Re “Folsom Lake and Lake Natoma had high E. coli readings. Should the public be warned?” (sacbee.com, Oct. 11): E.coli are good bacteria found in the intestines of all mammals. They keep us healthy, aiding in digestion and producing vitamins for our bodies. These E.coli are harmless bacteria used as an indicator for fecal contamination. When found in lakes and rivers, they should not to be confused with the E.coli found in undercooked hamburger that can kill. Although E.coli have the same name, so do all Homo sapiens. It is like confusing your doctor with a murderer on the street. Good E.coli levels rise in waterways when there is an abundance of fecal material present from runoff into our lakes and rivers. This occurs dramatically after the first rain, especially in areas where there is an abundance of geese and dogs. As a rule, I will not swim or kayak within a week of the first rain, not because of E.coli, but because of the other fecal-borne microbes that may have come along with it that can make you sick.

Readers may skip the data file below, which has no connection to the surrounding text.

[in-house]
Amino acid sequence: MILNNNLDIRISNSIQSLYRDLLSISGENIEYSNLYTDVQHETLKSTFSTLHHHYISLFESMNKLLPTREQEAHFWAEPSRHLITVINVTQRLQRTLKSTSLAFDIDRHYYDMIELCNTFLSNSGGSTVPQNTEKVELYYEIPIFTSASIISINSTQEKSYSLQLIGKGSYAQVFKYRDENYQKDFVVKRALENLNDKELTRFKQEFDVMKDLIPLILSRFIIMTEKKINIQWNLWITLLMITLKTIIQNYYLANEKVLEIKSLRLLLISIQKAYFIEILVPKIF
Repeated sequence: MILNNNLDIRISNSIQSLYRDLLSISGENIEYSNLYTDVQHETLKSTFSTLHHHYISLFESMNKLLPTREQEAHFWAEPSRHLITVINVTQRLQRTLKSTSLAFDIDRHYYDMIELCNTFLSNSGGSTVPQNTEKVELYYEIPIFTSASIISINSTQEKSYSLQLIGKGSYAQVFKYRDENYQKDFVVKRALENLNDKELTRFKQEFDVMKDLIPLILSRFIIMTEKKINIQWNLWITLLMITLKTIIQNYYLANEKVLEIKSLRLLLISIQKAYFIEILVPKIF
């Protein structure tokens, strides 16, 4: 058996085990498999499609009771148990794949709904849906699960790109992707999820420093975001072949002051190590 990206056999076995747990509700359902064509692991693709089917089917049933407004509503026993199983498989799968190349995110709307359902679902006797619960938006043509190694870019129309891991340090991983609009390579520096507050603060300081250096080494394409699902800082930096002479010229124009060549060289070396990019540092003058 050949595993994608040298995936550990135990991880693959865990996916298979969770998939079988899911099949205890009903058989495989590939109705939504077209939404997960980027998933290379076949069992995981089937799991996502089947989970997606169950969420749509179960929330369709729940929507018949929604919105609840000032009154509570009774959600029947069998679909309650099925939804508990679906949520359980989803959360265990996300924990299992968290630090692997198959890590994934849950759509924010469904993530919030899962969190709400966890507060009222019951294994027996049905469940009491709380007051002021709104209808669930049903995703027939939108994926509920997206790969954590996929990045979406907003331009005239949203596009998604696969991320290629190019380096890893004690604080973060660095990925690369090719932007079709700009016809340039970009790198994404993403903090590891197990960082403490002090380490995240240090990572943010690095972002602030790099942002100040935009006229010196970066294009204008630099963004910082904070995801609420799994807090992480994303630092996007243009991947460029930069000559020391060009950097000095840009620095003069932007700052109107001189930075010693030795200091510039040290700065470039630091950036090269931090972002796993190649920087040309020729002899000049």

Susanne Lindgren, Sacramento